Sunday, July 16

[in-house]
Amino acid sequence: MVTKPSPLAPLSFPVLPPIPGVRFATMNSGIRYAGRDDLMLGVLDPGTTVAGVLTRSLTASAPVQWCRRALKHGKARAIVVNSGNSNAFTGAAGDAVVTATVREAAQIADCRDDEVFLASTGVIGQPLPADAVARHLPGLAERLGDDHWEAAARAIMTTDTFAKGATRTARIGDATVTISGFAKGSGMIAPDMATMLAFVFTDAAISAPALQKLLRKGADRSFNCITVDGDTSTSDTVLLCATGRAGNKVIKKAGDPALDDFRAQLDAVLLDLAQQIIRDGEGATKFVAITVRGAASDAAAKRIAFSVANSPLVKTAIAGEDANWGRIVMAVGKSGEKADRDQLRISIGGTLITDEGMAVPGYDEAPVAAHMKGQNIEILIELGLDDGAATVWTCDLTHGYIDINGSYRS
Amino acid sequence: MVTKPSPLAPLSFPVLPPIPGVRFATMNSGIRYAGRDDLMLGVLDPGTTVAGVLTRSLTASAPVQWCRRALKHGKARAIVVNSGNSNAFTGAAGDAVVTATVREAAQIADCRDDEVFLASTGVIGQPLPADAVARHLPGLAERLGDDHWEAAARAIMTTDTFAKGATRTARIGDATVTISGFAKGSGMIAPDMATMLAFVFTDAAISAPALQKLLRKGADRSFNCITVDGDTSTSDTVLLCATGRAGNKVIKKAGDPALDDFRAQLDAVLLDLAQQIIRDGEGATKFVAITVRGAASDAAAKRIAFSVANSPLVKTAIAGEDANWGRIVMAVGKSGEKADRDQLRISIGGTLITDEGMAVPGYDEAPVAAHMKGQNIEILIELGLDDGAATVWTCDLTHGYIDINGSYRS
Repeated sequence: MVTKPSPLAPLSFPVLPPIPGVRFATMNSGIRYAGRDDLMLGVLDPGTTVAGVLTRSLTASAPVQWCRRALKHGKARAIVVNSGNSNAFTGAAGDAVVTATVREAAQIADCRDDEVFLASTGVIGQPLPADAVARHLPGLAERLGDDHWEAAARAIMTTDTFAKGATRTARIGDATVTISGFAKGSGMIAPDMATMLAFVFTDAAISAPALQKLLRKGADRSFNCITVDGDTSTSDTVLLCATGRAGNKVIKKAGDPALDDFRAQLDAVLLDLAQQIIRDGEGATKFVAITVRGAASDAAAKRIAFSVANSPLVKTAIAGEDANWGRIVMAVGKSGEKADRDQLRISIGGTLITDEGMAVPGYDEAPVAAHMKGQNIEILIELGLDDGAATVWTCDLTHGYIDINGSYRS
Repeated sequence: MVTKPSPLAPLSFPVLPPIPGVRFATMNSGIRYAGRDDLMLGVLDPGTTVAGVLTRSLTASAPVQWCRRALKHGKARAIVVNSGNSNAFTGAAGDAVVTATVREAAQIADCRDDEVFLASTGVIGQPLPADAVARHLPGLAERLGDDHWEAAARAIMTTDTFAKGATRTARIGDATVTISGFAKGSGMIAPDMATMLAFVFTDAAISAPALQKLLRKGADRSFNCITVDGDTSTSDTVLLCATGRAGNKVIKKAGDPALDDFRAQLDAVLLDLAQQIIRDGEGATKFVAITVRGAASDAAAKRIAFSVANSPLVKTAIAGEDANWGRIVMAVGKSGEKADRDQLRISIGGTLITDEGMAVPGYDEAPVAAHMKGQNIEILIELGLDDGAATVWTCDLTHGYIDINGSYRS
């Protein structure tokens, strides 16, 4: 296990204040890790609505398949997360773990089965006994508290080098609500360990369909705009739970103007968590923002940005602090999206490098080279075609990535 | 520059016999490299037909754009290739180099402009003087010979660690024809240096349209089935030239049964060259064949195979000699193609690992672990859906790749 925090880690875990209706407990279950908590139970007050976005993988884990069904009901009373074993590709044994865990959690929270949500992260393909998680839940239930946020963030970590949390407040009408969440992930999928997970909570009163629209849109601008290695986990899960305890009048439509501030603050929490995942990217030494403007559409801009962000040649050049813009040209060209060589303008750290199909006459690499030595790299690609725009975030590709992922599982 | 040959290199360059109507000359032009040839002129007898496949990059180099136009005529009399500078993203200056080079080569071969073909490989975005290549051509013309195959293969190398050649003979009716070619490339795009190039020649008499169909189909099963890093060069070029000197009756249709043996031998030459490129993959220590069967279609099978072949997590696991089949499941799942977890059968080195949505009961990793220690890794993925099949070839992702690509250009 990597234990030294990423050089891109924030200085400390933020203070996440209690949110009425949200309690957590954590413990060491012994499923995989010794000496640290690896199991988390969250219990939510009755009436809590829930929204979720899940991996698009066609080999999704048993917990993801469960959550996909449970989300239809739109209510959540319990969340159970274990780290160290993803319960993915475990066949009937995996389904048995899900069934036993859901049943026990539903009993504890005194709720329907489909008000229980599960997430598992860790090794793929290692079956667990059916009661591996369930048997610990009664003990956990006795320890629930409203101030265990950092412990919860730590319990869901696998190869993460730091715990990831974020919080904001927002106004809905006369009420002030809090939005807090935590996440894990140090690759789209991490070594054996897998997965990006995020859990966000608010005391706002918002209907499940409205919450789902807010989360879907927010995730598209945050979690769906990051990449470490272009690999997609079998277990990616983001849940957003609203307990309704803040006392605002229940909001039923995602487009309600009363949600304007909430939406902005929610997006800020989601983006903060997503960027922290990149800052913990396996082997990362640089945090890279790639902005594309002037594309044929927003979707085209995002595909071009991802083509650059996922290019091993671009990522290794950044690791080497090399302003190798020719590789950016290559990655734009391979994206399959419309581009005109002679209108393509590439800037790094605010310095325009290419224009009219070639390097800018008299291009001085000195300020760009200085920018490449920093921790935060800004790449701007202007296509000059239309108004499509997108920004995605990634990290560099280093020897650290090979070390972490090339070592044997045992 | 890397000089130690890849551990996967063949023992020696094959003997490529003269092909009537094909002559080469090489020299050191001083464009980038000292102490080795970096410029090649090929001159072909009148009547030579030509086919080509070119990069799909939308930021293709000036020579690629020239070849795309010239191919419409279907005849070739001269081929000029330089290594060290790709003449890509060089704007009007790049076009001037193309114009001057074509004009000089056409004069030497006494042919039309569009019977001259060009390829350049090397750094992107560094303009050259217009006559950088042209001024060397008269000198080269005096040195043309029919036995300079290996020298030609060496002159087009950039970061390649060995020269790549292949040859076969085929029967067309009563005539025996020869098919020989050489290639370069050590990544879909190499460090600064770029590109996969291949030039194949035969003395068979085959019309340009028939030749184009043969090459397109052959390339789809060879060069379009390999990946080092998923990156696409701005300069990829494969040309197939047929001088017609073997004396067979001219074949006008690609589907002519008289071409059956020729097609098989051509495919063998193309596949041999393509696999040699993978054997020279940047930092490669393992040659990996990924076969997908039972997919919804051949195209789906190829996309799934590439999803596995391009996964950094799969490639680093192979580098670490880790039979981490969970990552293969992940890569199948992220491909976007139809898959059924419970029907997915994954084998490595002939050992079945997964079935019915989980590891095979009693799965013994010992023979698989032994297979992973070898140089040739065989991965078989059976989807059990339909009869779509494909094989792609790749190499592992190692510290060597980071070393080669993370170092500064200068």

Over the centuries, the Jews managed to mess things up. Not that we would do any better, since we all inherited the sin nature. Their legalism became bondage. During the 400 year inter-Testament period the Pharisees embraced this practice, and set out to rigidly enforce it on all Jews. They thought this would please God. This false and legalistic pattern was consistently opposed by Jesus. He bluntly denounced it by saying that the Sabbath was made for man, not man for the Sabbath (Mk. 2:27). In other words the Sabbath was meant to benefit man, not put him under bondage. Since this legalistic practice did not please Jesus, the Pharisees concluded that Jesus could not be God. The Sabbath became a stumbling block that led them to reject their Messiah. As I meditate on this, I can’t help but wonder how Jesus would react to how we Christians celebrate the Sabbath today. How much do we joyously celebrate God’s goodness and worship him on this day that was set aside for that purpose? Some of us don’t even rest in the usual sense of the term. We are like the toddler in his “go-go” stage, a never ending quest to have fun and satisfy our egotistical desires. We make token efforts to comply with what God intended for this day, but our hearts are not really in it. We mentally check it off as “I did my duty” and proceed to satisfy our own pleasures. Our feeble efforts to please God have become “works,” while our hearts are really centered on self rather than on God. Addendum: If we are all commissioned to work for God, we need to “recharge our batteries,” which is what Amy Boucher Pye had in mind with her Guidepost comments. But if you have not been doing the work God assigned you to do, you do not need or deserve a rest. Something to think about! Caveat: Let us not forget that there are many churches and a multitude of Christians that are pleasing God by the way they live their lives—on the Sabbath as well as the rest of the week.